Microorganisms that live in our bodies outnumber our own human cells 10 to 1, inhabiting (among other places) the mouth, skin, and gut. Although many of these thousands of species of bacteria help their hosts, most remain poorly understood. Collectively, these bugs and their genes are called the “human microbiome.”
Among them, gut microbes are perhaps the most important. They help to digest food and to train the immune system. Now, new research published in Science Translation Medicine by Viorica Braniste and colleagues at the Karolinska Institutet uncovers another of their functions: helping to seal the blood-brain barrier (BBB) in a developing fetus.
Defending the Brain Against Invaders
The BBB is a network of cells and proteins that form a protective layer between the bloodstream and the nervous system. The barrier defends the brain against infections, ferries away toxins, and controls the flow of nutrients. In fetal mice, who take three weeks to grow in the womb, this barrier usually seals around day 17.
To determine what effect the microbiome has on the BBB, the research team took it away. They raised mice in a completely sterile, germ-free environment. Then, these germ-free mice that lacked gut bacteria had pups of their own. Pups of germ-free mothers had lower levels of tight junction proteins, which help hold the BBB together.
“It’s like when you build with concrete and you put iron sticks between the sections of concrete to hold them together and to stabilize,” explained professor Sven Pettersson, principal investigator of the study, in an interview with Healthline.
As a result, the BBB never fully sealed in the growing germ-free mice, instead staying leaky and letting things into the brain that should never have made it that far. This leaky barrier resulted in a pattern of nerve damage in the brain, particularly in the hippocampus, which is important for controlling stress and forming memories. Other affected brain regions included the frontal cortex, which is responsible for executive control and decision-making, and the striatum, which is necessary for coordinating movement. All of these deficits lasted into adulthood.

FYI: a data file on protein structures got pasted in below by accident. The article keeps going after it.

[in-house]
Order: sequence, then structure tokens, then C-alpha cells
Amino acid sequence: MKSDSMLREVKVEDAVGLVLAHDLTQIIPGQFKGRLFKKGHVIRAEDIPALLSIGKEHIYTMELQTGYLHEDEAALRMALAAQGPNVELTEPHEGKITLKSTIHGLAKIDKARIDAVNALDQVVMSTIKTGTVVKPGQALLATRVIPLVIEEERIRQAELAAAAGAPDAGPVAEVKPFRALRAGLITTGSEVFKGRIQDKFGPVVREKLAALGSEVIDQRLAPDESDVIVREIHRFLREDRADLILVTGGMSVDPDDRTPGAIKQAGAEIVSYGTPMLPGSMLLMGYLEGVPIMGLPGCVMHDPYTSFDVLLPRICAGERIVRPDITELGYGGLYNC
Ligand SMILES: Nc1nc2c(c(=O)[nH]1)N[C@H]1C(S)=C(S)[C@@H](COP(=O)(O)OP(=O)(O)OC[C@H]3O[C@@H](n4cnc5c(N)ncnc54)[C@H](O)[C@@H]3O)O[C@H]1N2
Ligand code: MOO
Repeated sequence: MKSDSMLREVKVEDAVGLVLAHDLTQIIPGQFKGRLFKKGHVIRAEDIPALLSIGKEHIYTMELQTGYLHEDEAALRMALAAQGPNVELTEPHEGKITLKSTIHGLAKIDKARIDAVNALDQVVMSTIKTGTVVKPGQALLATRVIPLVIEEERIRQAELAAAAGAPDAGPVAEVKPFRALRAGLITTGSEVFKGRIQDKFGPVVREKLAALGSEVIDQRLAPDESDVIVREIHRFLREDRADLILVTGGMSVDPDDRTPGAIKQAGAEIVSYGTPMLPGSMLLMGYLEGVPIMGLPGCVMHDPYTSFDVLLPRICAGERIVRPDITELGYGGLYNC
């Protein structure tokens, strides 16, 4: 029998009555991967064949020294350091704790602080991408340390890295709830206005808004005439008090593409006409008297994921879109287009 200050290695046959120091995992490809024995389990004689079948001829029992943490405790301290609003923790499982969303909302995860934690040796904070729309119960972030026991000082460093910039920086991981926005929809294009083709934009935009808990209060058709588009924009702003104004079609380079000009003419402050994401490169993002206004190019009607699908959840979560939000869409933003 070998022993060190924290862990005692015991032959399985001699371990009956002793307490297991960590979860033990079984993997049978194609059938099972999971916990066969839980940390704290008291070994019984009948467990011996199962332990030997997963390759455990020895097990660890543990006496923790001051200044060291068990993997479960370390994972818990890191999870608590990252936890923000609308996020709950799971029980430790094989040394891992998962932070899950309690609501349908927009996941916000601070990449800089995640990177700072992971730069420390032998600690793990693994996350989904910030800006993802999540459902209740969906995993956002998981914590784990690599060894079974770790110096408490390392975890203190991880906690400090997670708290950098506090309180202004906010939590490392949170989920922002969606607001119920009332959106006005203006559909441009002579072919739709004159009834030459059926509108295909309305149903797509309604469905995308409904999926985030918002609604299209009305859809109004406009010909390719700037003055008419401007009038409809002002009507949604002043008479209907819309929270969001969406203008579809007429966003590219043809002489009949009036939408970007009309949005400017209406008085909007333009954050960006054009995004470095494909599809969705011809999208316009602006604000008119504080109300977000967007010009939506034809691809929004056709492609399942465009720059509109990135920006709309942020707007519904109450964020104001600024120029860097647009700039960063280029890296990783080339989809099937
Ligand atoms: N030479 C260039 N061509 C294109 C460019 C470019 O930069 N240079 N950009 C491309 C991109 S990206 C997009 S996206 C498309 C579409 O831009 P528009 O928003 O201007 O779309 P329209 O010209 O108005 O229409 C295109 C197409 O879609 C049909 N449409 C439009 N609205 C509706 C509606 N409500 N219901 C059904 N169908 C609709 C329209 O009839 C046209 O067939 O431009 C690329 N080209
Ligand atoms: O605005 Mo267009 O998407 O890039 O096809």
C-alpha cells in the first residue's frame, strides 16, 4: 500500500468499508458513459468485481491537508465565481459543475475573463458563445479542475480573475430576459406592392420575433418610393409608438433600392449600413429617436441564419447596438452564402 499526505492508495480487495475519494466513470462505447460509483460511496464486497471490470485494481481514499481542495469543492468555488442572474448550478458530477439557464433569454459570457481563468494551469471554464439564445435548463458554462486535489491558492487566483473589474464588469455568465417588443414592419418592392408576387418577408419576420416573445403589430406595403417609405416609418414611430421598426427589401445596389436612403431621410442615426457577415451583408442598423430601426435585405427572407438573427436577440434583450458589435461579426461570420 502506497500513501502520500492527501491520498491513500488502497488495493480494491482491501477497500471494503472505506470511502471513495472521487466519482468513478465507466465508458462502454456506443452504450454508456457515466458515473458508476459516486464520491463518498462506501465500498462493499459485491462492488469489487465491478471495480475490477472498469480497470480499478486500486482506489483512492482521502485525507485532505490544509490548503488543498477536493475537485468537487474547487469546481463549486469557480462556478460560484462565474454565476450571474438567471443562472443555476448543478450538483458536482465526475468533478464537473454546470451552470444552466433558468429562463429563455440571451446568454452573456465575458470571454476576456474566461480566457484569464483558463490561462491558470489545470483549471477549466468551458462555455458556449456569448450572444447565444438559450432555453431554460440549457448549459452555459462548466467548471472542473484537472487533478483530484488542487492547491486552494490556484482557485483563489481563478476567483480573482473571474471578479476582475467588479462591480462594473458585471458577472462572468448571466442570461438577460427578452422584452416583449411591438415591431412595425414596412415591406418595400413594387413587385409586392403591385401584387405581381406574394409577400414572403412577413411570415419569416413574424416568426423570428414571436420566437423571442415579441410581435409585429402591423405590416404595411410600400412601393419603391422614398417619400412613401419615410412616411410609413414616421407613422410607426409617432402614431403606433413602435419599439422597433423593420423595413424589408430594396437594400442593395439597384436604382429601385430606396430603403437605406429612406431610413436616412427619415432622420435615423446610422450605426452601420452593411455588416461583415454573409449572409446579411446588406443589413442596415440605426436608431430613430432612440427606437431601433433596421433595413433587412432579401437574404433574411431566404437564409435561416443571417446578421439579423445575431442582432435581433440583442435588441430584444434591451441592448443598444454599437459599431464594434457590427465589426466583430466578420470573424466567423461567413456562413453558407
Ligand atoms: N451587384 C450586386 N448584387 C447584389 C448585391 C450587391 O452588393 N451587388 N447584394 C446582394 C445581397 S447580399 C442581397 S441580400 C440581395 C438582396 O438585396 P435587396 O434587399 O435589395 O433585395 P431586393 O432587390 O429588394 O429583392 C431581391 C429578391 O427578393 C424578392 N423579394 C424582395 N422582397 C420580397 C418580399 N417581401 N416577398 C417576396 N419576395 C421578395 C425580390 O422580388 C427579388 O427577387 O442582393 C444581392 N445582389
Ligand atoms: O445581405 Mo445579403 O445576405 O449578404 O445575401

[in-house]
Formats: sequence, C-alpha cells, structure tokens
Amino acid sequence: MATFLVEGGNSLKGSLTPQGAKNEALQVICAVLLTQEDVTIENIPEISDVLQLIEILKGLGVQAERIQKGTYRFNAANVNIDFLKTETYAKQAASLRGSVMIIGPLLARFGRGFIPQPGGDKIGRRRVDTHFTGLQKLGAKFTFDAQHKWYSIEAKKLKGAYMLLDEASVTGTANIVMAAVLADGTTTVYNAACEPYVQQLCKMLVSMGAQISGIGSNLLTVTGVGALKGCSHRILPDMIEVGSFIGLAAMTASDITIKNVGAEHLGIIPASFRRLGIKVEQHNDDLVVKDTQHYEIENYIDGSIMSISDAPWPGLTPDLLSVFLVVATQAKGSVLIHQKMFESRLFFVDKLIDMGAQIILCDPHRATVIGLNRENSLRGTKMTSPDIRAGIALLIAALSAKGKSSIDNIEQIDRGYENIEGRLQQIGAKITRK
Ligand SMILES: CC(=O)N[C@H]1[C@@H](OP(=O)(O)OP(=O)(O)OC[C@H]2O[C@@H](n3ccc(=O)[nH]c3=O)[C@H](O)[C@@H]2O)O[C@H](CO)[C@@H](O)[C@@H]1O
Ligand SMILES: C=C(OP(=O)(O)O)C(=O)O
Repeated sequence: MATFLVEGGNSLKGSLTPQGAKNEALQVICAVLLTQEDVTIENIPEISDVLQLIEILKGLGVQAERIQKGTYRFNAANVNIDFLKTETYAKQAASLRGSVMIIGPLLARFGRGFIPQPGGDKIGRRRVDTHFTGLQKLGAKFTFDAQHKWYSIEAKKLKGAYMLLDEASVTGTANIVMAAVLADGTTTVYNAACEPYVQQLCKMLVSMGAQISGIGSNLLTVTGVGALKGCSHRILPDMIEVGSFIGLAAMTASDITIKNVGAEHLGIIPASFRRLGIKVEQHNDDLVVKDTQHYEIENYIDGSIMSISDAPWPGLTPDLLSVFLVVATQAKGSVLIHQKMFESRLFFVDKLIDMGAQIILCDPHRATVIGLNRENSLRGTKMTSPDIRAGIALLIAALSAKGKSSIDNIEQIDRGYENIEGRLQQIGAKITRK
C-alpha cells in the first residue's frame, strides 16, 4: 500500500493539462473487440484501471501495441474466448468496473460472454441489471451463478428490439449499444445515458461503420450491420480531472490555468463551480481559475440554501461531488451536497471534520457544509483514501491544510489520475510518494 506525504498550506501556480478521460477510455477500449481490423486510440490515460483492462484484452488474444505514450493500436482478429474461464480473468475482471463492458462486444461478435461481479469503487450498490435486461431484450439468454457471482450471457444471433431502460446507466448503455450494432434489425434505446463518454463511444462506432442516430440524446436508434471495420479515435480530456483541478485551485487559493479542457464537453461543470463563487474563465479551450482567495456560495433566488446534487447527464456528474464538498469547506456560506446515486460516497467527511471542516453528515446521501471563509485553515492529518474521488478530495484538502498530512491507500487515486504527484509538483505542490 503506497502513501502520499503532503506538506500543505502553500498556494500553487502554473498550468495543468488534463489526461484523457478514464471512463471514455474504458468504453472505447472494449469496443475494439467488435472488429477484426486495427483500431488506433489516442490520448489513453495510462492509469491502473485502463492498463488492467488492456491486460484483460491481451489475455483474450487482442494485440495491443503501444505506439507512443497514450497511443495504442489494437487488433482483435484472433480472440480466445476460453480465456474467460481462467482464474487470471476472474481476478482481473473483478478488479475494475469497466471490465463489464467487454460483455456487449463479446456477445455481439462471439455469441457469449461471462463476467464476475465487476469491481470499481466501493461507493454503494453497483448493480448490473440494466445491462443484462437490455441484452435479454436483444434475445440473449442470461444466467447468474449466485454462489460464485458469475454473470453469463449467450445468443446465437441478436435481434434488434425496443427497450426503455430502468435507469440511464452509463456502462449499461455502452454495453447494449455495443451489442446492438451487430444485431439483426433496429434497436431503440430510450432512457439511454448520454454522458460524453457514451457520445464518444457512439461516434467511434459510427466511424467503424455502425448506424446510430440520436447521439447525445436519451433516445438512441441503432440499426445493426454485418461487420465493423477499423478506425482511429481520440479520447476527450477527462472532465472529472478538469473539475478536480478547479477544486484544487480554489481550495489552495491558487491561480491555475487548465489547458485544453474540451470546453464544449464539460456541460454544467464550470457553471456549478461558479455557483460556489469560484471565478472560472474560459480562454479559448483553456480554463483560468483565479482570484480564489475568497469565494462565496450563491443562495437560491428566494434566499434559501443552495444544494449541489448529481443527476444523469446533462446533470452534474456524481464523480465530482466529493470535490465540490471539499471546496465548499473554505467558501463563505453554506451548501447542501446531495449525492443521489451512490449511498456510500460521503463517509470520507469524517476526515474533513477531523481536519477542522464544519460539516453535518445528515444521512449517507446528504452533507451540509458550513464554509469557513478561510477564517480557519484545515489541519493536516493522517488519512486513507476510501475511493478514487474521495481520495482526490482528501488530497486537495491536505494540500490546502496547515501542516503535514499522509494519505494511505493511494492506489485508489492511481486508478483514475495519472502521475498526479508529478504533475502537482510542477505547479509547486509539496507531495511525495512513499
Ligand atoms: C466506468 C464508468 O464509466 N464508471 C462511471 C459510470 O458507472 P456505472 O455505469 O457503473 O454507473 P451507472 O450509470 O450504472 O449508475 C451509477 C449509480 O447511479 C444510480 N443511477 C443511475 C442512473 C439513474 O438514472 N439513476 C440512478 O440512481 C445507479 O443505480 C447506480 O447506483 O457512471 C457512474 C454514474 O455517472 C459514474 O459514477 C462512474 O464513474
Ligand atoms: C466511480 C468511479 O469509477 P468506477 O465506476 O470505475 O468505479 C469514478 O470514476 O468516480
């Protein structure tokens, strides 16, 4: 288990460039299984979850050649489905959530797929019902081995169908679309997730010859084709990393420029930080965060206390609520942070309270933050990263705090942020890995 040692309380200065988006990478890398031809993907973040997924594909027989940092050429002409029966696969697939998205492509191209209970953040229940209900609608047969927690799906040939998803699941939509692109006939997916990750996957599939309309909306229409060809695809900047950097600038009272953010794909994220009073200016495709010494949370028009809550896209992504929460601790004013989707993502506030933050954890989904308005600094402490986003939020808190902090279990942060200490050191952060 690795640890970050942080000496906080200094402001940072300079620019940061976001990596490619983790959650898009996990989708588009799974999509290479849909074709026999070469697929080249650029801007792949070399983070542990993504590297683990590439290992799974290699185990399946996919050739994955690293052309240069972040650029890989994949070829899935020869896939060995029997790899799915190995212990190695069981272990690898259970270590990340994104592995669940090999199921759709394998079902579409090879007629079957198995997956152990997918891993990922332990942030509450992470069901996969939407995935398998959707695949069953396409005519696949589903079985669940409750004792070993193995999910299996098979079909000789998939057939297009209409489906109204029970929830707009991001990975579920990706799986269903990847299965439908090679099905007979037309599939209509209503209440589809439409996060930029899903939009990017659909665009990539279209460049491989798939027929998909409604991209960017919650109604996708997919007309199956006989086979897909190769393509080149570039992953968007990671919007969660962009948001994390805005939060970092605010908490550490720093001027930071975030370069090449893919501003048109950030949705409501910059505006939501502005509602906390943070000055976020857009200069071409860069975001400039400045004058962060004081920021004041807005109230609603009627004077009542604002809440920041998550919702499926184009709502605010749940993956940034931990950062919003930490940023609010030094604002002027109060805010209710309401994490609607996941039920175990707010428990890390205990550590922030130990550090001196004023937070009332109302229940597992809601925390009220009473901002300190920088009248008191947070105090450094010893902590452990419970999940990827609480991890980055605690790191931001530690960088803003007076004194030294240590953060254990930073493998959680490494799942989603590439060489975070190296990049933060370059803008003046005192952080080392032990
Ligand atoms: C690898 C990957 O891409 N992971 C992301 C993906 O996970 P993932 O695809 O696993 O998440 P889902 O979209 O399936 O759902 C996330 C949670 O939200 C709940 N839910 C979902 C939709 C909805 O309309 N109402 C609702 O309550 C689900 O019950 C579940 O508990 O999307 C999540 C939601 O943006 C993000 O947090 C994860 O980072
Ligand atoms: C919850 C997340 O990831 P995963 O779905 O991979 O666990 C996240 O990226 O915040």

Undoing the Brain Damage
Fortunately, the damage to the BBB could be reversed. A fecal transplant of gut microbes from healthy mice into the germ-free mice was enough to undo many of the brain changes. The mice grew new tight junction proteins and the BBB sealed.
To find out which specific bacterial species helped to close the barrier, the researchers seeded mice with single strains of bacteria. Two particular species, Clostridium tyrobutyricum and Bacteroides thetaiotaomicron, caused the BBB to seal. Both bacterial species naturally produce short chain fatty acids, which are necessary for the proper function of tight junction proteins. Directly dosing the mice with short chain fatty acids also repaired the barrier. Whether these changes also reversed the neural damage in the brain remains unclear.
This finding suggests that pregnant women may want to be cautious about using antibiotics that affect gut bacteria, and work with their doctors to evaluate their particular risks.
“The implication is that our gut microbes may influence BBB permeability over the entire lifetime,” said Pettersson. “Moreover, the efficacy of this effect may be dependent on the composition and the diversity of our microbes. Aspects like diet, exercise, and social activity, which can influence the microbiome composition, may thus have effects on the BBB permeability.”